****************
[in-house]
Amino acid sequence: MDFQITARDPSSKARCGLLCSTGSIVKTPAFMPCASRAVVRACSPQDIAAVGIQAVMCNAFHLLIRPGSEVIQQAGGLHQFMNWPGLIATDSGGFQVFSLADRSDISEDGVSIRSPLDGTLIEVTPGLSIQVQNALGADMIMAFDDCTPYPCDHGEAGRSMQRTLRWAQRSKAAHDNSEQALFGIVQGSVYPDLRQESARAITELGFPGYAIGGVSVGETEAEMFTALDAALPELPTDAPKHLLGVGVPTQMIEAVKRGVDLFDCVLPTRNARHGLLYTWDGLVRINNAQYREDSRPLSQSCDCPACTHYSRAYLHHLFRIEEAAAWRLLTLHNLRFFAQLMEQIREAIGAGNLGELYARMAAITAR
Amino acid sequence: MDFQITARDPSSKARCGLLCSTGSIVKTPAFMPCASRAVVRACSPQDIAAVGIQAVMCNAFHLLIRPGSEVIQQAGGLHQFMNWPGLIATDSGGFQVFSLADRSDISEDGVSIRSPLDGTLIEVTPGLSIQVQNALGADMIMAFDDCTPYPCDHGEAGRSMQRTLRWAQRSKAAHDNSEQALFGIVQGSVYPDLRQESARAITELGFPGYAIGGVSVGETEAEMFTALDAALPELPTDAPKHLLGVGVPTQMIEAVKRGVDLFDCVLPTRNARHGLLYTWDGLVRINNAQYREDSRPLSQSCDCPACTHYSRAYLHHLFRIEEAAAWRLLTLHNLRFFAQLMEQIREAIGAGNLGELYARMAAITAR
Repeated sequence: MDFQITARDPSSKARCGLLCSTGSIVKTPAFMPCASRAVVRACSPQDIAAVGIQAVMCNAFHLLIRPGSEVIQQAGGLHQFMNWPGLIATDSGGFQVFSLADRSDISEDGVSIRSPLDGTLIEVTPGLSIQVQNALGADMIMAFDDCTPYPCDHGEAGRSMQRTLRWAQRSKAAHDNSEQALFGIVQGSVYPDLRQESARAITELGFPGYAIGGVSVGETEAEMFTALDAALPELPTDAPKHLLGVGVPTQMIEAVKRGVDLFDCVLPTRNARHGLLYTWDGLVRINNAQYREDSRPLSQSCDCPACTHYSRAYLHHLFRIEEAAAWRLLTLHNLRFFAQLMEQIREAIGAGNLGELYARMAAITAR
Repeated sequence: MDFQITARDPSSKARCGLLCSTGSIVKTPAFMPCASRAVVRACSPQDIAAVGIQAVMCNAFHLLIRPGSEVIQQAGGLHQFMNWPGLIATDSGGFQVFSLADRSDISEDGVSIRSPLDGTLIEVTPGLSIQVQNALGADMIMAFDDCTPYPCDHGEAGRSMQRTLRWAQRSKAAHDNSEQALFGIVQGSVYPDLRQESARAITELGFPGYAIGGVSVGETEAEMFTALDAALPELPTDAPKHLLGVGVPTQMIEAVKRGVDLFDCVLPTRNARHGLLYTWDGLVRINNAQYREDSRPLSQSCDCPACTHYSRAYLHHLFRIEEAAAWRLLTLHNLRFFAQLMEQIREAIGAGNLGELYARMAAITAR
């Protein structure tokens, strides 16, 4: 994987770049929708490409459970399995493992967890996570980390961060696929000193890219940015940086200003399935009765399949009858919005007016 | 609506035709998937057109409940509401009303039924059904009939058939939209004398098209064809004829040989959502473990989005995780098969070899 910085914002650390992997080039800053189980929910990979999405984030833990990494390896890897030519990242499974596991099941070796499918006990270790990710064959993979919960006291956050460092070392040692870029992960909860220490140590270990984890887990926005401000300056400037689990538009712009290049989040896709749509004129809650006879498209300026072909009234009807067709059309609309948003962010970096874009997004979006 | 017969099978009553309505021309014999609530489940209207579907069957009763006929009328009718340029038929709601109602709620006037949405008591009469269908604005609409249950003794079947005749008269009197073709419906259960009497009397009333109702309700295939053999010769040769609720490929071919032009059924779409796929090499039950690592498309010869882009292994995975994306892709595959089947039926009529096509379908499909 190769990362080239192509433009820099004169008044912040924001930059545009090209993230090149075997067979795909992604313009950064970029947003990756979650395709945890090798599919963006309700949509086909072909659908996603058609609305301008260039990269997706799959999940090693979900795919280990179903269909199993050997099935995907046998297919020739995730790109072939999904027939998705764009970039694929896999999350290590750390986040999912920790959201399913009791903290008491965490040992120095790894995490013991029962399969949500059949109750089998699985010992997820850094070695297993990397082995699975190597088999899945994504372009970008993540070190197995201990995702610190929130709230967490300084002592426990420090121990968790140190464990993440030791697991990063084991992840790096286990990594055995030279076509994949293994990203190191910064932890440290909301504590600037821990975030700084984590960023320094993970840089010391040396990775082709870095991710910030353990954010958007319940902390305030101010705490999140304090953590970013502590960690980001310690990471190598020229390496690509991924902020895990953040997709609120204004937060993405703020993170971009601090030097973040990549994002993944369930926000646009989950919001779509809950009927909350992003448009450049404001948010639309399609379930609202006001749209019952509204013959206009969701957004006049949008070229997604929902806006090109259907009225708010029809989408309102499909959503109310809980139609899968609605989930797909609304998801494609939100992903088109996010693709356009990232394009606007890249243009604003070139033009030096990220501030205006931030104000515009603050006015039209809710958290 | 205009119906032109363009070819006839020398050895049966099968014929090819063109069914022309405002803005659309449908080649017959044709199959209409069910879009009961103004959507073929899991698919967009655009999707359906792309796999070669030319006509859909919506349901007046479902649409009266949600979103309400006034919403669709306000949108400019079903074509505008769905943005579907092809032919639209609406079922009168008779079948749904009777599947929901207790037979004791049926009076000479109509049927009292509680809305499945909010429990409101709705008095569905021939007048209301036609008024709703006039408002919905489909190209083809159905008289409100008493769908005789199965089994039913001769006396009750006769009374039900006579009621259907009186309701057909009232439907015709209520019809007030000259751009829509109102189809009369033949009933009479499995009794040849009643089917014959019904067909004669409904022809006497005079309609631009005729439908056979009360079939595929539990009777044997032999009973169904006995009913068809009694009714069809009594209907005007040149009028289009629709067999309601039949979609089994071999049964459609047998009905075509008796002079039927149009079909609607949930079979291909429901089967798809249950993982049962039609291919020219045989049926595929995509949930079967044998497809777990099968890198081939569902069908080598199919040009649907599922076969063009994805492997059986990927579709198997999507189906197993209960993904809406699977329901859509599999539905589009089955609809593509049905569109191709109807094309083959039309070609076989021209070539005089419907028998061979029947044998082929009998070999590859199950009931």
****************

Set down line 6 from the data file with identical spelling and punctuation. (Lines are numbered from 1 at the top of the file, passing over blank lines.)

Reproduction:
């Protein structure tokens, strides 16, 4: 994987770049929708490409459970399995493992967890996570980390961060696929000193890219940015940086200003399935009765399949009858919005007016 | 609506035709998937057109409940509401009303039924059904009939058939939209004398098209064809004829040989959502473990989005995780098969070899 910085914002650390992997080039800053189980929910990979999405984030833990990494390896890897030519990242499974596991099941070796499918006990270790990710064959993979919960006291956050460092070392040692870029992960909860220490140590270990984890887990926005401000300056400037689990538009712009290049989040896709749509004129809650006879498209300026072909009234009807067709059309609309948003962010970096874009997004979006 | 017969099978009553309505021309014999609530489940209207579907069957009763006929009328009718340029038929709601109602709620006037949405008591009469269908604005609409249950003794079947005749008269009197073709419906259960009497009397009333109702309700295939053999010769040769609720490929071919032009059924779409796929090499039950690592498309010869882009292994995975994306892709595959089947039926009529096509379908499909 190769990362080239192509433009820099004169008044912040924001930059545009090209993230090149075997067979795909992604313009950064970029947003990756979650395709945890090798599919963006309700949509086909072909659908996603058609609305301008260039990269997706799959999940090693979900795919280990179903269909199993050997099935995907046998297919020739995730790109072939999904027939998705764009970039694929896999999350290590750390986040999912920790959201399913009791903290008491965490040992120095790894995490013991029962399969949500059949109750089998699985010992997820850094070695297993990397082995699975190597088999899945994504372009970008993540070190197995201990995702610190929130709230967490300084002592426990420090121990968790140190464990993440030791697991990063084991992840790096286990990594055995030279076509994949293994990203190191910064932890440290909301504590600037821990975030700084984590960023320094993970840089010391040396990775082709870095991710910030353990954010958007319940902390305030101010705490999140304090953590970013502590960690980001310690990471190598020229390496690509991924902020895990953040997709609120204004937060993405703020993170971009601090030097973040990549994002993944369930926000646009989950919001779509809950009927909350992003448009450049404001948010639309399609379930609202006001749209019952509204013959206009969701957004006049949008070229997604929902806006090109259907009225708010029809989408309102499909959503109310809980139609899968609605989930797909609304998801494609939100992903088109996010693709356009990232394009606007890249243009604003070139033009030096990220501030205006931030104000515009603050006015039209809710958290 | 205009119906032109363009070819006839020398050895049966099968014929090819063109069914022309405002803005659309449908080649017959044709199959209409069910879009009961103004959507073929899991698919967009655009999707359906792309796999070669030319006509859909919506349901007046479902649409009266949600979103309400006034919403669709306000949108400019079903074509505008769905943005579907092809032919639209609406079922009168008779079948749904009777599947929901207790037979004791049926009076000479109509049927009292509680809305499945909010429990409101709705008095569905021939007048209301036609008024709703006039408002919905489909190209083809159905008289409100008493769908005789199965089994039913001769006396009750006769009374039900006579009621259907009186309701057909009232439907015709209520019809007030000259751009829509109102189809009369033949009933009479499995009794040849009643089917014959019904067909004669409904022809006497005079309609631009005729439908056979009360079939595929539990009777044997032999009973169904006995009913068809009694009714069809009594209907005007040149009028289009629709067999309601039949979609089994071999049964459609047998009905075509008796002079039927149009079909609607949930079979291909429901089967798809249950993982049962039609291919020219045989049926595929995509949930079967044998497809777990099968890198081939569902069908080598199919040009649907599922076969063009994805492997059986990927579709198997999507189906197993209960993904809406699977329901859509599999539905589009089955609809593509049905569109191709109807094309083959039309070609076989021209070539005089419907028998061979029947044998082929009998070999590859199950009931």